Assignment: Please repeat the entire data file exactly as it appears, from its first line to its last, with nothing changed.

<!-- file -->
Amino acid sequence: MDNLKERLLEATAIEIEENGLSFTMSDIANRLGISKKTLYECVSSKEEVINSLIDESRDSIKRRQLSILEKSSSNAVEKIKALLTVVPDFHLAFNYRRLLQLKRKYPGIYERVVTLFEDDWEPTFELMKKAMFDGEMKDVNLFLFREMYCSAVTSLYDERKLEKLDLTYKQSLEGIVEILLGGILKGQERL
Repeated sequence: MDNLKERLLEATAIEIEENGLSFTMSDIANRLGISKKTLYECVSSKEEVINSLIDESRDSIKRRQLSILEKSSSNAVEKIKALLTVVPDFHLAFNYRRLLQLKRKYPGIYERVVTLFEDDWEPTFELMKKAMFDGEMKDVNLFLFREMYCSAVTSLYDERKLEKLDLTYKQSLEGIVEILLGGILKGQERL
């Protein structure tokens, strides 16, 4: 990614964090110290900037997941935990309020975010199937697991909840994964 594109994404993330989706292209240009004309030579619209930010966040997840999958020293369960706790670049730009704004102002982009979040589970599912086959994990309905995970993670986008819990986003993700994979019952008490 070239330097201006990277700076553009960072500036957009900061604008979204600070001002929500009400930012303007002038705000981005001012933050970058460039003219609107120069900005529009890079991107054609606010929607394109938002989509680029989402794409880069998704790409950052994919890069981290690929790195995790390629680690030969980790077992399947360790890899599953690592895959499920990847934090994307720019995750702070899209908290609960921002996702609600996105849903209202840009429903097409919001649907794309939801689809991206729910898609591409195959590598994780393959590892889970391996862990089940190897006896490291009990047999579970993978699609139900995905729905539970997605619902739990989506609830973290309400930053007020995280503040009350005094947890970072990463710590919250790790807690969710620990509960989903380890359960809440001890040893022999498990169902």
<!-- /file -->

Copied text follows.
Amino acid sequence: MDNLKERLLEATAIEIEENGLSFTMSDIANRLGISKKTLYECVSSKEEVINSLIDESRDSIKRRQLSILEKSSSNAVEKIKALLTVVPDFHLAFNYRRLLQLKRKYPGIYERVVTLFEDDWEPTFELMKKAMFDGEMKDVNLFLFREMYCSAVTSLYDERKLEKLDLTYKQSLEGIVEILLGGILKGQERL
Repeated sequence: MDNLKERLLEATAIEIEENGLSFTMSDIANRLGISKKTLYECVSSKEEVINSLIDESRDSIKRRQLSILEKSSSNAVEKIKALLTVVPDFHLAFNYRRLLQLKRKYPGIYERVVTLFEDDWEPTFELMKKAMFDGEMKDVNLFLFREMYCSAVTSLYDERKLEKLDLTYKQSLEGIVEILLGGILKGQERL
């Protein structure tokens, strides 16, 4: 990614964090110290900037997941935990309020975010199937697991909840994964 594109994404993330989706292209240009004309030579619209930010966040997840999958020293369960706790670049730009704004102002982009979040589970599912086959994990309905995970993670986008819990986003993700994979019952008490 070239330097201006990277700076553009960072500036957009900061604008979204600070001002929500009400930012303007002038705000981005001012933050970058460039003219609107120069900005529009890079991107054609606010929607394109938002989509680029989402794409880069998704790409950052994919890069981290690929790195995790390629680690030969980790077992399947360790890899599953690592895959499920990847934090994307720019995750702070899209908290609960921002996702609600996105849903209202840009429903097409919001649907794309939801689809991206729910898609591409195959590598994780393959590892889970391996862990089940190897006896490291009990047999579970993978699609139900995905729905539970997605619902739990989506609830973290309400930053007020995280503040009350005094947890970072990463710590919250790790807690969710620990509960989903380890359960809440001890040893022999498990169902």